Early Implementation of School Reform: How Observation of Literacy Practices Reveals the Impact of Accountability Systems on the Reform Process

Devon Brenner, D. Kay Brocato, Terri Kurz

Abstract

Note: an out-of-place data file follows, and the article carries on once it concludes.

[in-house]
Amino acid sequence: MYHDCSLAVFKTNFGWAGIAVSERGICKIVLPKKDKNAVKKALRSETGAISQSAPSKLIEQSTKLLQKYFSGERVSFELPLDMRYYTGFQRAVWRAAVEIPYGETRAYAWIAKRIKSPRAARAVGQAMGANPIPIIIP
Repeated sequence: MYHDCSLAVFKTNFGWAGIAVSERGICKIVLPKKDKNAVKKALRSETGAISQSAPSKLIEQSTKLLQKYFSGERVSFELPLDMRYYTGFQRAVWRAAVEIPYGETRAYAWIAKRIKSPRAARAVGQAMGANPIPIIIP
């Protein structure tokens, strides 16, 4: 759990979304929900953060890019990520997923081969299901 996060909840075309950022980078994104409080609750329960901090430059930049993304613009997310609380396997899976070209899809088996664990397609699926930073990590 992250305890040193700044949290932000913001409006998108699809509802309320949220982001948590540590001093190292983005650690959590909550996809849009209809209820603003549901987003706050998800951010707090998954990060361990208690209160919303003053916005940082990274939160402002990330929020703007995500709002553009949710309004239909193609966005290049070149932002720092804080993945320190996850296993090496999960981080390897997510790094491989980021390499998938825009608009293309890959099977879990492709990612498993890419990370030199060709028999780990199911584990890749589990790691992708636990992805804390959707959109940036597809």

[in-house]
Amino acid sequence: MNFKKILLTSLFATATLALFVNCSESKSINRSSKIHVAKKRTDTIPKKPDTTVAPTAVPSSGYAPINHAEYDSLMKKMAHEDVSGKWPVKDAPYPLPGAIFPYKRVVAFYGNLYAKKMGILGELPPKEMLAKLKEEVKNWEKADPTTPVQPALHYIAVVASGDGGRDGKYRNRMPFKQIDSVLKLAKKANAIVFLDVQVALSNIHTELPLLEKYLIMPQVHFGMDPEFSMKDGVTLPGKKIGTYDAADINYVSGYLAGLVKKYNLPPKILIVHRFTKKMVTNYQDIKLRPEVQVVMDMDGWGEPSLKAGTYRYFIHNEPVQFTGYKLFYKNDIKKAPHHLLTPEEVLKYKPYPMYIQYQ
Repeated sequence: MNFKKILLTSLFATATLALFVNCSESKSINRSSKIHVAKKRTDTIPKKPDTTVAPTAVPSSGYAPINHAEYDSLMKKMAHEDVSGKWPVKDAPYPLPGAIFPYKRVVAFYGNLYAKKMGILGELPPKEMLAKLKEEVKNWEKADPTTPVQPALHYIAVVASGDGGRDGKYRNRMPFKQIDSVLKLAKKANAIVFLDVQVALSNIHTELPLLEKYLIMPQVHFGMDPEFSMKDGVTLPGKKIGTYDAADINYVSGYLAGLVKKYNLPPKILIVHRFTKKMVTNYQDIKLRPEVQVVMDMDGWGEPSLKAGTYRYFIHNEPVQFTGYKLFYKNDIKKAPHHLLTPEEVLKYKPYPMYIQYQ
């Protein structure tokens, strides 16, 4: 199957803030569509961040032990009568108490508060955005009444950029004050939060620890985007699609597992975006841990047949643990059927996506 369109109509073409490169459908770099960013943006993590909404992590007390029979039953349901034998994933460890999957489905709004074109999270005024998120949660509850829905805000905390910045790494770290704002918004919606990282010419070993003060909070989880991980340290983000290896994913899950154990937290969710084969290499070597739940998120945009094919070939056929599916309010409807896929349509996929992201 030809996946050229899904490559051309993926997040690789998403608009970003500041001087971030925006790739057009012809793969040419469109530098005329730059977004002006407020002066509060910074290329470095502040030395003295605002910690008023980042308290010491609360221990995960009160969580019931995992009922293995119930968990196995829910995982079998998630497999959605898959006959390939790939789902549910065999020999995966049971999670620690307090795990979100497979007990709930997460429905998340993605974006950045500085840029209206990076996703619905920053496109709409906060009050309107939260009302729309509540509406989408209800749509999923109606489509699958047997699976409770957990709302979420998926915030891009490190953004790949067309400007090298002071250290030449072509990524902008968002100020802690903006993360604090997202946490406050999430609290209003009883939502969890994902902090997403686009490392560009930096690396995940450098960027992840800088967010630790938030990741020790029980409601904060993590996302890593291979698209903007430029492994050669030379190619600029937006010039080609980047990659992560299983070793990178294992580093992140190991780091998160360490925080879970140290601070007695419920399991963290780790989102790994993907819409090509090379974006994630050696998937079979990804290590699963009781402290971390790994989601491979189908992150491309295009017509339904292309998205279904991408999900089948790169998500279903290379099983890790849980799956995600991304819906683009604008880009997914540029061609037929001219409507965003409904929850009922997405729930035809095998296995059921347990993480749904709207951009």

This article examines a rural elementary school’s first year of implementation of a comprehensive school reform model, Accelerated Schools Plus. Teachers at this school were found to engage in literacy teaching practices consistent with moderately (but not high) performing schools, with strengths such as high levels of student engagement and relatively frequent coaching of students, and weaknesses such as infrequent teaching of comprehension and an almost exclusive use of passive instruction such as recitation. The reform model purports to help teachers to recognize such strengths and weaknesses, however, a focus on standardized test scores and accountability hampered teachers’ implementation of the reform model.

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